Jesus purposely left out the first four commandments because He knew that this is where this young man’s true weakness is found. He knows that is where our true weakness is found: We sin against other people because first and foremost we sin against God. When confessing his sin of adultery and murder, king David prayed like this:
Psalm 51:2–4 ESV
Wash me thoroughly from my iniquity, and cleanse me from my sin! For I know my transgressions, and my sin is ever before me. Against you, you only, have I sinned and done what is evil in your sight, so that you may be justified in your words and blameless in your judgment.
This young man’s rebellion against God was exposed in His love of money.
Mark 10:21–22 ESV
And Jesus, looking at him, loved him, and said to him, “You lack one thing: go, sell all that you have and give to the poor, and you will have treasure in heaven; and come, follow me.” Disheartened by the saying, he went away sorrowful, for he had great possessions.
So, the next question we must ask ourselves is this:

Who or What is Your Treasure? (vs. 21)

The Chick-fil-A corporation was much like this young man. On a horizontal level, they were keeping all of the commandments of God. They even appeared to be keeping the first four commandments. Unlike most businesses they are not open on Sunday, the Lord’s Day and just like this young man they were blessed by God. In 2012, the owner of Chick-fil-A made a bold stand in defending the biblical standard of marriage as being between one man and one woman. In 2012, the liberal left attempted a boycott against Chick-fil-A, it was an utter failure. Common Americans, especially Christians, rallied behind Chick-fil-A and they had record sales. In fact, sales have been increasing since that time that it has become the third largest fast-food chain, but those who promote homosexual marriage have not given up. What they could not accomplish with the common man, they attempted to accomplish through government. Recently Chick-fil-A has been kicked out of Chicago, a number of major airports and even Great Britain!
Now Chick-fil-A had a choice: Will they sell out on God or will they sell out on profits?
You have the same choice. You may not treasure wealth as this young man and the owners of Chick-fil-A, but you are tempted to treasure something or someone more than God. Jesus lists a number of these things in our text: houses, brothers, sisters, mothers, fathers, children, lands. These are all wonderful treasures, but they are should not be greater treasures than God.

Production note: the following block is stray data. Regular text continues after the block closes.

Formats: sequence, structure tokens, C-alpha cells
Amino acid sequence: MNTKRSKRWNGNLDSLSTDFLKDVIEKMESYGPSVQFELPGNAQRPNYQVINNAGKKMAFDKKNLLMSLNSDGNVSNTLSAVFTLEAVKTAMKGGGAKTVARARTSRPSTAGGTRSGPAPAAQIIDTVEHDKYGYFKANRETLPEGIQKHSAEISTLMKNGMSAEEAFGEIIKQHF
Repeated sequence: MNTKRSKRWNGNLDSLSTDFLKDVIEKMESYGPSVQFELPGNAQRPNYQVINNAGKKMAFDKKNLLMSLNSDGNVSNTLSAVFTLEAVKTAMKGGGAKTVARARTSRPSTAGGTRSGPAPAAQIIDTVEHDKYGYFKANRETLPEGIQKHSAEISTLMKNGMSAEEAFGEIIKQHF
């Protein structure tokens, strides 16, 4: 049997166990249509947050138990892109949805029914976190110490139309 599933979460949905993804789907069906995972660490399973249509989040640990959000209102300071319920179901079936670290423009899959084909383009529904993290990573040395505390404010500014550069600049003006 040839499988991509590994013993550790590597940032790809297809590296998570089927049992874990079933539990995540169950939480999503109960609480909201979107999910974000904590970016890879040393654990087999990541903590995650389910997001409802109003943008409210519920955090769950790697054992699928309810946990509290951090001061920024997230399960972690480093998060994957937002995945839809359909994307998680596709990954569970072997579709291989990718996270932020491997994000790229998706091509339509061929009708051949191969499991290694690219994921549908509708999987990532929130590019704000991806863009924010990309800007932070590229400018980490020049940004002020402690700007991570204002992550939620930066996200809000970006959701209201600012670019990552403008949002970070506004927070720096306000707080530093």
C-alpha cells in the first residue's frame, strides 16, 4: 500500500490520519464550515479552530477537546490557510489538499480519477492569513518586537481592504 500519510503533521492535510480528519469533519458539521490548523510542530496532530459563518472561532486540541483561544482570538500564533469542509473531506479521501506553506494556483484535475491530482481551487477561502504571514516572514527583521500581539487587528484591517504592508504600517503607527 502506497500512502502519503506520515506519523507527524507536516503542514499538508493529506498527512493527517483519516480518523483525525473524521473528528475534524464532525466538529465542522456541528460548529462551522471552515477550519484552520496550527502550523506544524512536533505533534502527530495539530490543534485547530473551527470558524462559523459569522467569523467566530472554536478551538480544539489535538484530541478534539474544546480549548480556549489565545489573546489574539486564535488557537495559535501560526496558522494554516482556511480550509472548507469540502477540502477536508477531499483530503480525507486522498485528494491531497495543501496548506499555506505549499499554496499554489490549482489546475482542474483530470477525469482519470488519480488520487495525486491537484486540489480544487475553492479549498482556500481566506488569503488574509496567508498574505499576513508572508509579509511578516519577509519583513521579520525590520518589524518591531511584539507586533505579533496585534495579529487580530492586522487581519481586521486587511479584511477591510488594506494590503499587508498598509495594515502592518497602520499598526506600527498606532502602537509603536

This gets us back to the first question Jesus asked, “Why do you call me good?” I assume you call Jesus “good” or you wouldn’t be here today, but is He your greatest good?
What happened this week to Chick-fil-A is forcing each and everyone of us to ask, “What is the one think I will not sell out on?” Something or someone has to be your greatest treasure. Is it God or is it something else?
To honestly answer that question, we must ask ourselves one final question:

Who or What is Your Reward? (vs. 29-30)

This question is found in verses 29-30:
Mark 10:29–30 ESV
Jesus said, “Truly, I say to you, there is no one who has left house or brothers or sisters or mother or father or children or lands, for my sake and for the gospel, who will not receive a hundredfold now in this time, houses and brothers and sisters and mothers and children and lands, with persecutions, and in the age to come eternal life.
Why did the young man and Chick-fil-A refuse to let go of their wealth? It was because they were choosing what they thought was the greatest good. Years ago, the philosopher Plato observed that we always chose what we think is the greatest good. Jesus is here claiming that He is that the greatest good! Notice two things about this hundredfold blessing Jesus is promising:
First, the blessing is both in this life and in the age to come.
Second, with the blessing will come persecutions.
What does this mean? It means that the hundredfold blessing in this life will often be hidden by persecutions and sufferings!
It takes faith in the goodness of God to see past the sufferings of this life.
Now do you see why the opening question Jesus ask the rich young man was so important?
I don’t know all the reasons the board of Chick-fil-A had in making the decision they did, but I do know this: They thought they were doing what was best for their company. In this they were dead wrong! To follow Christ and His commandments is always the greatest good!
Don’t let the hardships of this life cause you to question the goodness of God, Jesus has walked before us in the journey of this life to show us that God has the power to bring good out of evil. Paul writes:
Romans 8:28 ESV
And we know that for those who love God all things work together for good, for those who are called according to his purpose.
On this Christ the King Sunday, God has sovereignly moved current events and my preaching schedule to ask you one question: “Is Christ your King?”